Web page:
Sunday, May 07, 2006

the hypocrite housewife

i read this essay in the back of my roomie's latest Time mag while taking a morning constitutional and i had a suspicion that something was wrong.

1. the whiny victim tone. sweetie, you're not a victim. the image of ms. flanagan, homey homemaker, being marched back to the protective arms of the GOP while the mean girls of the Dem party hoot bad names and vulgar gestures because ms. flanagan is a nice girl who'd rather stay home than hold a picket sign is ridiculous. from all reports, ms. flanagan is just as privileged as her husband; she is an accomplished writer who earns money with her writing, and has a staff to help her do it. how many traditional housewives get that? (and, frankly, the notion that only SHE gets to have a dead mother whom she misses desperately is sickening and offensive.)

2. the sticking up for the white male. does the White Male (as signifier) really need another apologist? really? is it stigmatizing the WM to reveal the existence of those on the outside, rather than to always cater to those on the inside with ultimate cultural privilege? (like any other upper middle class white woman, she's uncomfortable with having privilege revealed and being called out on it.) i think it's interesting that she chooses to frame her argument like this, rather than say that the Dem party has abandoned the working man - which it hasn't and she'd be hard pressed to show that it has.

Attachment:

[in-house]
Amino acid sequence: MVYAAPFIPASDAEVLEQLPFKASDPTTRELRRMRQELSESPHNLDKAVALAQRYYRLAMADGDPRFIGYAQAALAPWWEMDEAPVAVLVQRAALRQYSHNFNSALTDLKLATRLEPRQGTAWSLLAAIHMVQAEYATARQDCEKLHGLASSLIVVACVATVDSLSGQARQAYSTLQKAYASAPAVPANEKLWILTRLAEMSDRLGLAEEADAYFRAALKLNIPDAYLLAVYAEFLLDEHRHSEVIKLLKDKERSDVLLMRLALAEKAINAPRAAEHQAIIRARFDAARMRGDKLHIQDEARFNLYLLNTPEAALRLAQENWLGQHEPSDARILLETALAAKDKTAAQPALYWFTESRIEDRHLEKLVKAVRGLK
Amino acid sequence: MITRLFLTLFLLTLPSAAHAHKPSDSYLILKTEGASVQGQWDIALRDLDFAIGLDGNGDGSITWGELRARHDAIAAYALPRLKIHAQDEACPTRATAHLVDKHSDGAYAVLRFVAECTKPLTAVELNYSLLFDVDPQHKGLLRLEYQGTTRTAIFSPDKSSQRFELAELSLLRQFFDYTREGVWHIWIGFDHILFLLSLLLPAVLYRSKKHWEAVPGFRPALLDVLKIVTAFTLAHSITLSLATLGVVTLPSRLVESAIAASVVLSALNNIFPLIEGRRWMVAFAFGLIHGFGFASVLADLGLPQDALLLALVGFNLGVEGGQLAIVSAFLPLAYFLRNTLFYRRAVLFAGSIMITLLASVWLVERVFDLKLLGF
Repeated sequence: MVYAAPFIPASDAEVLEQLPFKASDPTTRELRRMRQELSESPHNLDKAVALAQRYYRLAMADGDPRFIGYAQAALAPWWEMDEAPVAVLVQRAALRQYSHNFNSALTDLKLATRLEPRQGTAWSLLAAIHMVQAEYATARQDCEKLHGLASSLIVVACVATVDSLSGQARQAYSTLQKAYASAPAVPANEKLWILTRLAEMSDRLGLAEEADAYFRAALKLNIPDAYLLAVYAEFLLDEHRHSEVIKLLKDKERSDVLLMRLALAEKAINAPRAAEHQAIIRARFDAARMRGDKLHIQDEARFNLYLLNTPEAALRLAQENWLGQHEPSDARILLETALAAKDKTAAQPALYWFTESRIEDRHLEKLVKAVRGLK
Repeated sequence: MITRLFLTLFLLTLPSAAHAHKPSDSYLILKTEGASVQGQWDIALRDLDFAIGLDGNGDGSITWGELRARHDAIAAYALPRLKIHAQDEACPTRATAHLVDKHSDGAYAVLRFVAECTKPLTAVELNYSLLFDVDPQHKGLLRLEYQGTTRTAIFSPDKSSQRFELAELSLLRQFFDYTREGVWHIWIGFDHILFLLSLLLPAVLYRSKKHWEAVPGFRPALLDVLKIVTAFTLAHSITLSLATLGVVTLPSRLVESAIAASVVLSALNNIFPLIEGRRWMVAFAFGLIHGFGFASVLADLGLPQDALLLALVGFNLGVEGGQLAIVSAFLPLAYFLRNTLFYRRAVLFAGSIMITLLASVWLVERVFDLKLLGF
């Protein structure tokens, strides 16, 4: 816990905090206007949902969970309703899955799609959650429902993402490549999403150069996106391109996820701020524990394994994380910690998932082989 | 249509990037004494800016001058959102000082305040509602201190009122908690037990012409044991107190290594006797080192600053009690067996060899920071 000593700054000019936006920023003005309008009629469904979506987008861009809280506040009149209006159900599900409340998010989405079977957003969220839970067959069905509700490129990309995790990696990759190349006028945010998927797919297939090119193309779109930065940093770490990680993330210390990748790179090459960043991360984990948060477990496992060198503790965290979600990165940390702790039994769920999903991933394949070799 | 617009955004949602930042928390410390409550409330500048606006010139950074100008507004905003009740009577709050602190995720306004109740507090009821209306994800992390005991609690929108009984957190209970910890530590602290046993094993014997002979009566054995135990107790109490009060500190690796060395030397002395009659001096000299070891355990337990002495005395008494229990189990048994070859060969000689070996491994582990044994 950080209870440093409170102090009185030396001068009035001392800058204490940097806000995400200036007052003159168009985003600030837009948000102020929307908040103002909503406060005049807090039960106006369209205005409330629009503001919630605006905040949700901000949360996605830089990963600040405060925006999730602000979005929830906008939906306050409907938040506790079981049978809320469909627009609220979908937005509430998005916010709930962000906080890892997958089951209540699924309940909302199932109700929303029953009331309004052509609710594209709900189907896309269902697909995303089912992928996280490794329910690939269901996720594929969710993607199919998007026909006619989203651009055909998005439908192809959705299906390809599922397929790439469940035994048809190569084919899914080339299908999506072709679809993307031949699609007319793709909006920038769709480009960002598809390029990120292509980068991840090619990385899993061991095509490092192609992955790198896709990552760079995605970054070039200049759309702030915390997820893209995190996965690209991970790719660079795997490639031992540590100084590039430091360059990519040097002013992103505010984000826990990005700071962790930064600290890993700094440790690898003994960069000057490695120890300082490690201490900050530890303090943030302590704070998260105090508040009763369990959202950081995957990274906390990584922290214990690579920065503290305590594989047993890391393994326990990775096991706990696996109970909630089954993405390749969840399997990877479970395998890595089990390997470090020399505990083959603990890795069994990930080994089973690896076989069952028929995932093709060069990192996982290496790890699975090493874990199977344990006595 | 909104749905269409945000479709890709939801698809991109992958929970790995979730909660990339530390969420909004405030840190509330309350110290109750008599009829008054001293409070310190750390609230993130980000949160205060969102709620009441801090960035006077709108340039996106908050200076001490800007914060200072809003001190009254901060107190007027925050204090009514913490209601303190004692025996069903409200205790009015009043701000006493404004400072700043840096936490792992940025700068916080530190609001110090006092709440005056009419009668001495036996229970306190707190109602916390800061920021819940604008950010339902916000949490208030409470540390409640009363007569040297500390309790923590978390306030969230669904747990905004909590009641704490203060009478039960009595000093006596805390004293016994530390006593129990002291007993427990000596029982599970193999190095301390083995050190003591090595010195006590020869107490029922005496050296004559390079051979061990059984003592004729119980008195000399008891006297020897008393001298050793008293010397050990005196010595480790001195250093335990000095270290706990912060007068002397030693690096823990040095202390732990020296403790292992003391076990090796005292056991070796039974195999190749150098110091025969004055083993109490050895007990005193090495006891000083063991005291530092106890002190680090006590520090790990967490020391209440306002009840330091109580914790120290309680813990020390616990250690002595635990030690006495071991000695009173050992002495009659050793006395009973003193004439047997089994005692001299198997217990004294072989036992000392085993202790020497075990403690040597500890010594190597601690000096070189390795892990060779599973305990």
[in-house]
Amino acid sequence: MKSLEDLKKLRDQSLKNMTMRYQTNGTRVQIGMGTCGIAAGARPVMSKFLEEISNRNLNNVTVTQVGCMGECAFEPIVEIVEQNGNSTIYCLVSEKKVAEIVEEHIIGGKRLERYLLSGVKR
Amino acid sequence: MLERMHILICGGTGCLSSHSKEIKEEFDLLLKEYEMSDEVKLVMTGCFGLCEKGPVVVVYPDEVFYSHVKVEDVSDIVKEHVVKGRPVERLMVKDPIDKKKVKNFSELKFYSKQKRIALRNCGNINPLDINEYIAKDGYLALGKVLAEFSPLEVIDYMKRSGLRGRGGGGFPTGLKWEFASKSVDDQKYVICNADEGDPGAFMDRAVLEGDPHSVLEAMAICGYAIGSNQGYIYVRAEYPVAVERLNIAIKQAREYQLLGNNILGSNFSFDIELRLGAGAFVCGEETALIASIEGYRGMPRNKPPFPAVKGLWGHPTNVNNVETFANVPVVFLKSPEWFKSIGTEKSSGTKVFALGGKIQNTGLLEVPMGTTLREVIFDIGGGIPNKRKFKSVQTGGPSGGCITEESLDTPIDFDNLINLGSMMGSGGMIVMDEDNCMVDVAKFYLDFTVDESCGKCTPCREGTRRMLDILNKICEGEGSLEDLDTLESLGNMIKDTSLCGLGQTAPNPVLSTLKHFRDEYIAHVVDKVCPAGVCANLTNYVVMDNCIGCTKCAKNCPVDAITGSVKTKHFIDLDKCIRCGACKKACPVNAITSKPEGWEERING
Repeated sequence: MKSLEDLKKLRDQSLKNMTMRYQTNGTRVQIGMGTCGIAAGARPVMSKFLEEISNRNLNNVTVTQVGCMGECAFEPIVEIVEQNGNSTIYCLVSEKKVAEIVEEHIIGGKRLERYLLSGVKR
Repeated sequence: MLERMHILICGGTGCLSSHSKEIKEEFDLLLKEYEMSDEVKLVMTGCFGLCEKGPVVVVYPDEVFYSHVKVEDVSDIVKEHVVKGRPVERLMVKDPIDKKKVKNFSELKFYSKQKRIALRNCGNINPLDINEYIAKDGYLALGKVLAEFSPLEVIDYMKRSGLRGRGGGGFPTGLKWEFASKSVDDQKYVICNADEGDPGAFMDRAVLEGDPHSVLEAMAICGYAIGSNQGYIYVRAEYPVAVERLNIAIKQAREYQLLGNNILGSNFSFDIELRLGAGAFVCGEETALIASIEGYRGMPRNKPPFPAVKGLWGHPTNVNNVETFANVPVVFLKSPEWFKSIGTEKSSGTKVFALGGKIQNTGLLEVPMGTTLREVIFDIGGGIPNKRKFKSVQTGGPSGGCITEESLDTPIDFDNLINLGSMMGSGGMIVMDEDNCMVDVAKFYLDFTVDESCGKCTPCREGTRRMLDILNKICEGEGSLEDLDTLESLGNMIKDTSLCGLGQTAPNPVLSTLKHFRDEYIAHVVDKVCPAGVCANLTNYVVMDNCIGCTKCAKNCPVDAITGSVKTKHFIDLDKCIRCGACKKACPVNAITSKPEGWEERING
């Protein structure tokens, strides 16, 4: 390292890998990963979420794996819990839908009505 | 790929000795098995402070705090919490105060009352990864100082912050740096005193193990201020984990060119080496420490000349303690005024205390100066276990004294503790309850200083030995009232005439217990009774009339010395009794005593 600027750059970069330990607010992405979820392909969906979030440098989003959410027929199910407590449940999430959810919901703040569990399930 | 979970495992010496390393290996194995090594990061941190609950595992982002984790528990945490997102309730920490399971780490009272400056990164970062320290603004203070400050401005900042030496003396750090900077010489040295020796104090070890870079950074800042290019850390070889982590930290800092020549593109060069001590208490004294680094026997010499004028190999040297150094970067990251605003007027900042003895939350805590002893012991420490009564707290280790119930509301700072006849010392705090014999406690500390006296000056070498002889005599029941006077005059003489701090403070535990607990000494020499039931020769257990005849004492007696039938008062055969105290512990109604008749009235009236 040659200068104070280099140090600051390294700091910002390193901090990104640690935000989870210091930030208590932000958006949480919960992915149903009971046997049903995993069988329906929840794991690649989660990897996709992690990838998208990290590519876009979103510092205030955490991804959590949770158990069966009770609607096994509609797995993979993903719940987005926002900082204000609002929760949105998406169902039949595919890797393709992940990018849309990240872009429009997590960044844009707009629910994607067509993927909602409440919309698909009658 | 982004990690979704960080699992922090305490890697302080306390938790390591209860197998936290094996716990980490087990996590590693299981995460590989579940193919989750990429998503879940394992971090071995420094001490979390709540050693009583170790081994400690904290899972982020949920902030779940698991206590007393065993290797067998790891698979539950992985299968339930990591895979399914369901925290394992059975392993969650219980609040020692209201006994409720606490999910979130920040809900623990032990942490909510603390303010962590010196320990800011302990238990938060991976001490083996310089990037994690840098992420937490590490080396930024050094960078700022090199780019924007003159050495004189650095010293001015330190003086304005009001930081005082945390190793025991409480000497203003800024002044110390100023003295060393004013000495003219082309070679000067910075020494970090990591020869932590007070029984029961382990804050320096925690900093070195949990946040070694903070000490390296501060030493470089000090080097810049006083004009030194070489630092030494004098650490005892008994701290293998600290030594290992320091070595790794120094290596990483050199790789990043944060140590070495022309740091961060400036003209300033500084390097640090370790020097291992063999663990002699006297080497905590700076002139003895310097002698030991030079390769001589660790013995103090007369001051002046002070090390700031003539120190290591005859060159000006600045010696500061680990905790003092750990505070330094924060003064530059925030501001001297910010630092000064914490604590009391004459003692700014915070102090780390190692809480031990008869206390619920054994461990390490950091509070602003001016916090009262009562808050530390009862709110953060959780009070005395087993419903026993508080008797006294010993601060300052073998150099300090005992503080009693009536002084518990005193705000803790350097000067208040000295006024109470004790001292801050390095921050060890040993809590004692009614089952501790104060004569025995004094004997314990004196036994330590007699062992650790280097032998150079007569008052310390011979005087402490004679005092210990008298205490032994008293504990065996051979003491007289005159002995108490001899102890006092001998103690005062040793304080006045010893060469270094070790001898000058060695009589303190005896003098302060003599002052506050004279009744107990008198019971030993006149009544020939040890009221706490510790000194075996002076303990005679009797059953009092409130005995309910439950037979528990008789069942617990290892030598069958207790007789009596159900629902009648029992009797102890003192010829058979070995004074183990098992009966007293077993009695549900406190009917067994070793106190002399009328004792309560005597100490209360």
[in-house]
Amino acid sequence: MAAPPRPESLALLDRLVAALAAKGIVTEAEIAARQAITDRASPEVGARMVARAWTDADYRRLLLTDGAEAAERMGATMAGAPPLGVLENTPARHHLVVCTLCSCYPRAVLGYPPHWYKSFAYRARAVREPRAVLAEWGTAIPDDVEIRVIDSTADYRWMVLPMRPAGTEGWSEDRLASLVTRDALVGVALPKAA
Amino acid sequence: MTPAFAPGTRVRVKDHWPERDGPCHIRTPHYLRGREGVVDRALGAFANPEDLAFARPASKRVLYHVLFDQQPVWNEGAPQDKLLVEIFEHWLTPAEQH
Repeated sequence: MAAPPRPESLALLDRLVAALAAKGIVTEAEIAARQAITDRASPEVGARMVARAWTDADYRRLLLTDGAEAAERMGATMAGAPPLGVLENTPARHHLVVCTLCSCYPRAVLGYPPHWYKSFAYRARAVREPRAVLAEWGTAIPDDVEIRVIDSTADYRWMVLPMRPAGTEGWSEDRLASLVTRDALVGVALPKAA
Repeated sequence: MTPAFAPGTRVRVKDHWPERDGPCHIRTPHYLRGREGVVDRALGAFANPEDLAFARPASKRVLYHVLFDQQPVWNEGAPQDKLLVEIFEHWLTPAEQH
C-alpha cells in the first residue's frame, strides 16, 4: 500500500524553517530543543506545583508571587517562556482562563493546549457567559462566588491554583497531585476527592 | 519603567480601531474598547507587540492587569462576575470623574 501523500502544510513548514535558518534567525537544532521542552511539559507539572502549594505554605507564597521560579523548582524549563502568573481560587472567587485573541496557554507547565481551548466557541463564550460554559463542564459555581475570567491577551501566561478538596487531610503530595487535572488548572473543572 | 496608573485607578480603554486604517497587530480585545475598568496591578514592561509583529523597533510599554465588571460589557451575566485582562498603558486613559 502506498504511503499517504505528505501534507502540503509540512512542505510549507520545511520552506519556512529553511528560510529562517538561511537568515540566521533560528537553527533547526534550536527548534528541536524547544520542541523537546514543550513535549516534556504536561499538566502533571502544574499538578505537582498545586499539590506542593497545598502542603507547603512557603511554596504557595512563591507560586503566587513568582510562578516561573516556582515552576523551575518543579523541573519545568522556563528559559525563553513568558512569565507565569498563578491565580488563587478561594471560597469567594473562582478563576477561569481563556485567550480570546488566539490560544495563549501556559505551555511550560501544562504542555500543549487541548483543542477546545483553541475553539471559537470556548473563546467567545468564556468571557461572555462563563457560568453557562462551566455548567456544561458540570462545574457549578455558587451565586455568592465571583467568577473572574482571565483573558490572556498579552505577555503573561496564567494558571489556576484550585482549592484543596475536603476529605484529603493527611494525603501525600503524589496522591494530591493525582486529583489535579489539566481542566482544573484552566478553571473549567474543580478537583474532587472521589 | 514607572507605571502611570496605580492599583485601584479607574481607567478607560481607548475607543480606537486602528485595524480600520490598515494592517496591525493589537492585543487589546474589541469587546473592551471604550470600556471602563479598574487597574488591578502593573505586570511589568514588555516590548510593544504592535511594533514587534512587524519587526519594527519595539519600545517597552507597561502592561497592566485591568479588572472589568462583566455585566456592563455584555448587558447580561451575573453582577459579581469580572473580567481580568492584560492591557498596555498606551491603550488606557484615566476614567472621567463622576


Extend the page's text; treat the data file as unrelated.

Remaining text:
or perhaps her allegation would ring truer if she wrote that the 'beer-guzzling, union-dues paying' white guy got the shit scared out of him by the GOP when 9/11 hit. rather, flanagan makes the WM a victim like herself and we all know how much they suffer, don't we?

3. she's wrong. perhaps i'm watching the wrong Democratic party but i've always felt that the party has been abject in its pursuit of the Housewife. it's women like me the party's abandoned - single women, single women of color, single working men and women. in my particular case, the post-election backpedaling on the choice issue is one such example; discussion abounded that perhaps the language of reproductive choice was too scary for those housewives living in places like naperville; it was too angry. and where are the policies that look out for the interests of the people like me in the party - people who don't live in a subdivision, people without children, but still people who work hard and believe heartily in progressive causes? instead we watch as the party fumbles for its nerve and makes concessions to those easily upset.